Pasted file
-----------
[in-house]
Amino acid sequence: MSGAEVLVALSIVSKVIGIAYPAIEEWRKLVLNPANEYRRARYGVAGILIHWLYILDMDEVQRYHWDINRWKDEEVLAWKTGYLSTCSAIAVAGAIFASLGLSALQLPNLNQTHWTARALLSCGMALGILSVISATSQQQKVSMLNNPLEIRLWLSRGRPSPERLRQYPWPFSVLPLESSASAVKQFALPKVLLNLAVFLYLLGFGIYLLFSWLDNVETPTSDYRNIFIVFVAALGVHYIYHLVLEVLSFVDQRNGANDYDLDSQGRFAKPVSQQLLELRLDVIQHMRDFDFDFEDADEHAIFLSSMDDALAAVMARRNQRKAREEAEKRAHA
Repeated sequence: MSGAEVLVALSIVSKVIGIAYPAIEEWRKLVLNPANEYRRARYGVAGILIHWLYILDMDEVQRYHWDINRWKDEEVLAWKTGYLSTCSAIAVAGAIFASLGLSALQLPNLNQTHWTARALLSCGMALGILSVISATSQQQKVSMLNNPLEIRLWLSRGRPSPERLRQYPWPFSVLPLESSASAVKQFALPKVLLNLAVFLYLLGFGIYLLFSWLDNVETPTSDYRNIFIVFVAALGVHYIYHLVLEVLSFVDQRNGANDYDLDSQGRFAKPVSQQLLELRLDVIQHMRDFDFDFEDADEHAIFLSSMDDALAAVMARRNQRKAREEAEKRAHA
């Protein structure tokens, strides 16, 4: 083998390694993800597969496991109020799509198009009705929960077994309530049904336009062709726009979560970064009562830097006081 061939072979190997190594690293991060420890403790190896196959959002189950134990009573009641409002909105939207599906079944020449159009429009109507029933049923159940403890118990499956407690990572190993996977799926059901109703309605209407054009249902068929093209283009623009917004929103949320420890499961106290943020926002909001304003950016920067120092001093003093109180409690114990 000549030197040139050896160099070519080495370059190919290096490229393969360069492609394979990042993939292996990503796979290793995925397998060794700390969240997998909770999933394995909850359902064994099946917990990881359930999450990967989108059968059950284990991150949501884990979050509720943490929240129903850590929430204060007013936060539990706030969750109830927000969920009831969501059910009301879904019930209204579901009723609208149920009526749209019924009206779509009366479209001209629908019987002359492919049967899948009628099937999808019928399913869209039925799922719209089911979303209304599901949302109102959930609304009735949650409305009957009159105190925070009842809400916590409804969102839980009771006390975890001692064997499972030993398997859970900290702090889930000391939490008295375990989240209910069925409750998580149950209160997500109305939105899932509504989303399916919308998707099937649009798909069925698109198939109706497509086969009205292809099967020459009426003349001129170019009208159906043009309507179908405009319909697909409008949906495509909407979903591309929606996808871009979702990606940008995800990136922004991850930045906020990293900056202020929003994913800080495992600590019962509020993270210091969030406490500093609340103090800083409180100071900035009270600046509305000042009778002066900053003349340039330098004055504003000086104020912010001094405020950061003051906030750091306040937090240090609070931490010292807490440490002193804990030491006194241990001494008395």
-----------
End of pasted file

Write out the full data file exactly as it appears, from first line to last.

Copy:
[in-house]
Amino acid sequence: MSGAEVLVALSIVSKVIGIAYPAIEEWRKLVLNPANEYRRARYGVAGILIHWLYILDMDEVQRYHWDINRWKDEEVLAWKTGYLSTCSAIAVAGAIFASLGLSALQLPNLNQTHWTARALLSCGMALGILSVISATSQQQKVSMLNNPLEIRLWLSRGRPSPERLRQYPWPFSVLPLESSASAVKQFALPKVLLNLAVFLYLLGFGIYLLFSWLDNVETPTSDYRNIFIVFVAALGVHYIYHLVLEVLSFVDQRNGANDYDLDSQGRFAKPVSQQLLELRLDVIQHMRDFDFDFEDADEHAIFLSSMDDALAAVMARRNQRKAREEAEKRAHA
Repeated sequence: MSGAEVLVALSIVSKVIGIAYPAIEEWRKLVLNPANEYRRARYGVAGILIHWLYILDMDEVQRYHWDINRWKDEEVLAWKTGYLSTCSAIAVAGAIFASLGLSALQLPNLNQTHWTARALLSCGMALGILSVISATSQQQKVSMLNNPLEIRLWLSRGRPSPERLRQYPWPFSVLPLESSASAVKQFALPKVLLNLAVFLYLLGFGIYLLFSWLDNVETPTSDYRNIFIVFVAALGVHYIYHLVLEVLSFVDQRNGANDYDLDSQGRFAKPVSQQLLELRLDVIQHMRDFDFDFEDADEHAIFLSSMDDALAAVMARRNQRKAREEAEKRAHA
């Protein structure tokens, strides 16, 4: 083998390694993800597969496991109020799509198009009705929960077994309530049904336009062709726009979560970064009562830097006081 061939072979190997190594690293991060420890403790190896196959959002189950134990009573009641409002909105939207599906079944020449159009429009109507029933049923159940403890118990499956407690990572190993996977799926059901109703309605209407054009249902068929093209283009623009917004929103949320420890499961106290943020926002909001304003950016920067120092001093003093109180409690114990 000549030197040139050896160099070519080495370059190919290096490229393969360069492609394979990042993939292996990503796979290793995925397998060794700390969240997998909770999933394995909850359902064994099946917990990881359930999450990967989108059968059950284990991150949501884990979050509720943490929240129903850590929430204060007013936060539990706030969750109830927000969920009831969501059910009301879904019930209204579901009723609208149920009526749209019924009206779509009366479209001209629908019987002359492919049967899948009628099937999808019928399913869209039925799922719209089911979303209304599901949302109102959930609304009735949650409305009957009159105190925070009842809400916590409804969102839980009771006390975890001692064997499972030993398997859970900290702090889930000391939490008295375990989240209910069925409750998580149950209160997500109305939105899932509504989303399916919308998707099937649009798909069925698109198939109706497509086969009205292809099967020459009426003349001129170019009208159906043009309507179908405009319909697909409008949906495509909407979903591309929606996808871009979702990606940008995800990136922004991850930045906020990293900056202020929003994913800080495992600590019962509020993270210091969030406490500093609340103090800083409180100071900035009270600046509305000042009778002066900053003349340039330098004055504003000086104020912010001094405020950061003051906030750091306040937090240090609070931490010292807490440490002193804990030491006194241990001494008395």